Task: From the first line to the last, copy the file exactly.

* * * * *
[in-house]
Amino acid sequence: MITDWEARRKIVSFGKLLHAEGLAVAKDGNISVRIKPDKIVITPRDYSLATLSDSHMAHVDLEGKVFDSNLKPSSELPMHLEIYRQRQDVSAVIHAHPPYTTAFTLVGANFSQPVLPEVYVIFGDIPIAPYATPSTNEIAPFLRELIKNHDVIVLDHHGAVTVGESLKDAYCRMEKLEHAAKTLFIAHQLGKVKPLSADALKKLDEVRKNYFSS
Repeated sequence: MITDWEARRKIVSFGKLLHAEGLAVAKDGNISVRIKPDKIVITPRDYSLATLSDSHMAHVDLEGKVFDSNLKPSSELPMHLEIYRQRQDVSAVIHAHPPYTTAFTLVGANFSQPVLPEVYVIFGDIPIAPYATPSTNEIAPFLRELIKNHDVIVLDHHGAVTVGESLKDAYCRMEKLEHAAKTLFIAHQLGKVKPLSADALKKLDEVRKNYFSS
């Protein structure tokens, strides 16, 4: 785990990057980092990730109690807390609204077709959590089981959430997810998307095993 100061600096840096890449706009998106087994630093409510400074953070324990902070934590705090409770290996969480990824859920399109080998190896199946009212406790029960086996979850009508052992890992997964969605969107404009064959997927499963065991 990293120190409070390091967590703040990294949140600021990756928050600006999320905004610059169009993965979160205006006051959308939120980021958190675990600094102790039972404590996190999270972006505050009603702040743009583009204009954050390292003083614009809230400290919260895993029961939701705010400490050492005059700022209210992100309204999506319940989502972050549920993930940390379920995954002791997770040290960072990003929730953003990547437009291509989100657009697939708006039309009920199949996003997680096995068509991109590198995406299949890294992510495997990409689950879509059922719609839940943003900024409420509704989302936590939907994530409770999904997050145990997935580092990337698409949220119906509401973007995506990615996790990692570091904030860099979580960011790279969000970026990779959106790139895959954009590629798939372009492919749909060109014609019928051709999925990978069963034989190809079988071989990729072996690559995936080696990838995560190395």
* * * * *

[in-house]
Amino acid sequence: MITDWEARRKIVSFGKLLHAEGLAVAKDGNISVRIKPDKIVITPRDYSLATLSDSHMAHVDLEGKVFDSNLKPSSELPMHLEIYRQRQDVSAVIHAHPPYTTAFTLVGANFSQPVLPEVYVIFGDIPIAPYATPSTNEIAPFLRELIKNHDVIVLDHHGAVTVGESLKDAYCRMEKLEHAAKTLFIAHQLGKVKPLSADALKKLDEVRKNYFSS
Repeated sequence: MITDWEARRKIVSFGKLLHAEGLAVAKDGNISVRIKPDKIVITPRDYSLATLSDSHMAHVDLEGKVFDSNLKPSSELPMHLEIYRQRQDVSAVIHAHPPYTTAFTLVGANFSQPVLPEVYVIFGDIPIAPYATPSTNEIAPFLRELIKNHDVIVLDHHGAVTVGESLKDAYCRMEKLEHAAKTLFIAHQLGKVKPLSADALKKLDEVRKNYFSS
């Protein structure tokens, strides 16, 4: 785990990057980092990730109690807390609204077709959590089981959430997810998307095993 100061600096840096890449706009998106087994630093409510400074953070324990902070934590705090409770290996969480990824859920399109080998190896199946009212406790029960086996979850009508052992890992997964969605969107404009064959997927499963065991 990293120190409070390091967590703040990294949140600021990756928050600006999320905004610059169009993965979160205006006051959308939120980021958190675990600094102790039972404590996190999270972006505050009603702040743009583009204009954050390292003083614009809230400290919260895993029961939701705010400490050492005059700022209210992100309204999506319940989502972050549920993930940390379920995954002791997770040290960072990003929730953003990547437009291509989100657009697939708006039309009920199949996003997680096995068509991109590198995406299949890294992510495997990409689950879509059922719609839940943003900024409420509704989302936590939907994530409770999904997050145990997935580092990337698409949220119906509401973007995506990615996790990692570091904030860099979580960011790279969000970026990779959106790139895959954009590629798939372009492919749909060109014609019928051709999925990978069963034989190809079988071989990729072996690559995936080696990838995560190395």